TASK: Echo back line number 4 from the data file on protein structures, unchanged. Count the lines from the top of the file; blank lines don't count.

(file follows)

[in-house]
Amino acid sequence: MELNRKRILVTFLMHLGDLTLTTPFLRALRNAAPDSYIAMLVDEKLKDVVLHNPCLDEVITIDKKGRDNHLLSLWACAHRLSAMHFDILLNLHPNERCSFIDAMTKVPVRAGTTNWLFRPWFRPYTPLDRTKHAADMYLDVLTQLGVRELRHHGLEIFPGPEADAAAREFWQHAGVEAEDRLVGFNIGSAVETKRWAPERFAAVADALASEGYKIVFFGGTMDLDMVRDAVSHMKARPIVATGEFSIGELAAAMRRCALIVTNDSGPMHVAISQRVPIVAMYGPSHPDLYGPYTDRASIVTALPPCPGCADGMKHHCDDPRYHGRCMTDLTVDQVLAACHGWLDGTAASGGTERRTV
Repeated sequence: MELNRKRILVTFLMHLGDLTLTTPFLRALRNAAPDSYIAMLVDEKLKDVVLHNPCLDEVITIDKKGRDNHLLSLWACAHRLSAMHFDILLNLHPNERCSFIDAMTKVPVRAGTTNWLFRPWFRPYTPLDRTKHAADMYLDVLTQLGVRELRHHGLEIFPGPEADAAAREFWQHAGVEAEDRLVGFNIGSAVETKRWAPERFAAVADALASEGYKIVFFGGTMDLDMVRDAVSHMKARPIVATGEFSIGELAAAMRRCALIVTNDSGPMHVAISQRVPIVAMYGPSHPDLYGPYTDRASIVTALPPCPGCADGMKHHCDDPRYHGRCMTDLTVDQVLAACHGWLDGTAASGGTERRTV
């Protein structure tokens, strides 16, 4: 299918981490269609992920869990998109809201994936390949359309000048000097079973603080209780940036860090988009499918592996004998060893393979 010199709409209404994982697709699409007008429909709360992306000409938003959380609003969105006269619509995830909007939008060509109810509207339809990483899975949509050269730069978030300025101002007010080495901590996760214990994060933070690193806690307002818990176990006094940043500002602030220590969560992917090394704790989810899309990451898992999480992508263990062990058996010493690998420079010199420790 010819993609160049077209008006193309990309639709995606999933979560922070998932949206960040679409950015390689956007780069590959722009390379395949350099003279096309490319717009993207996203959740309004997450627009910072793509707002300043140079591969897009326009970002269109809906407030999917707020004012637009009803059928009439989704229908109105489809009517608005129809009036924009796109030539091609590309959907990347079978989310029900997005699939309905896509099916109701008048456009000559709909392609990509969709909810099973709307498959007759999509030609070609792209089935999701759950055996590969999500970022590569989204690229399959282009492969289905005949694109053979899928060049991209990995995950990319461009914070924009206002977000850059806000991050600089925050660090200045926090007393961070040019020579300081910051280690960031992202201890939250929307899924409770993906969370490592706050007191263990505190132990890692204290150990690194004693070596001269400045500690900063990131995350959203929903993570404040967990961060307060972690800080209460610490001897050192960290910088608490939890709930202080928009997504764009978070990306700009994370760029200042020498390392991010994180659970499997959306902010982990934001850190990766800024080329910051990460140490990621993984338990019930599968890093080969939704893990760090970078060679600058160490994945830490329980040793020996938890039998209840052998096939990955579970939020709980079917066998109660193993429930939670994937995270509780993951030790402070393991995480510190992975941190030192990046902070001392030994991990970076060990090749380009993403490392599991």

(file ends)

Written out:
């Protein structure tokens, strides 16, 4: 299918981490269609992920869990998109809201994936390949359309000048000097079973603080209780940036860090988009499918592996004998060893393979 010199709409209404994982697709699409007008429909709360992306000409938003959380609003969105006269619509995830909007939008060509109810509207339809990483899975949509050269730069978030300025101002007010080495901590996760214990994060933070690193806690307002818990176990006094940043500002602030220590969560992917090394704790989810899309990451898992999480992508263990062990058996010493690998420079010199420790 010819993609160049077209008006193309990309639709995606999933979560922070998932949206960040679409950015390689956007780069590959722009390379395949350099003279096309490319717009993207996203959740309004997450627009910072793509707002300043140079591969897009326009970002269109809906407030999917707020004012637009009803059928009439989704229908109105489809009517608005129809009036924009796109030539091609590309959907990347079978989310029900997005699939309905896509099916109701008048456009000559709909392609990509969709909810099973709307498959007759999509030609070609792209089935999701759950055996590969999500970022590569989204690229399959282009492969289905005949694109053979899928060049991209990995995950990319461009914070924009206002977000850059806000991050600089925050660090200045926090007393961070040019020579300081910051280690960031992202201890939250929307899924409770993906969370490592706050007191263990505190132990890692204290150990690194004693070596001269400045500690900063990131995350959203929903993570404040967990961060307060972690800080209460610490001897050192960290910088608490939890709930202080928009997504764009978070990306700009994370760029200042020498390392991010994180659970499997959306902010982990934001850190990766800024080329910051990460140490990621993984338990019930599968890093080969939704893990760090970078060679600058160490994945830490329980040793020996938890039998209840052998096939990955579970939020709980079917066998109660193993429930939670994937995270509780993951030790402070393991995480510190992975941190030192990046902070001392030994991990970076060990090749380009993403490392599991």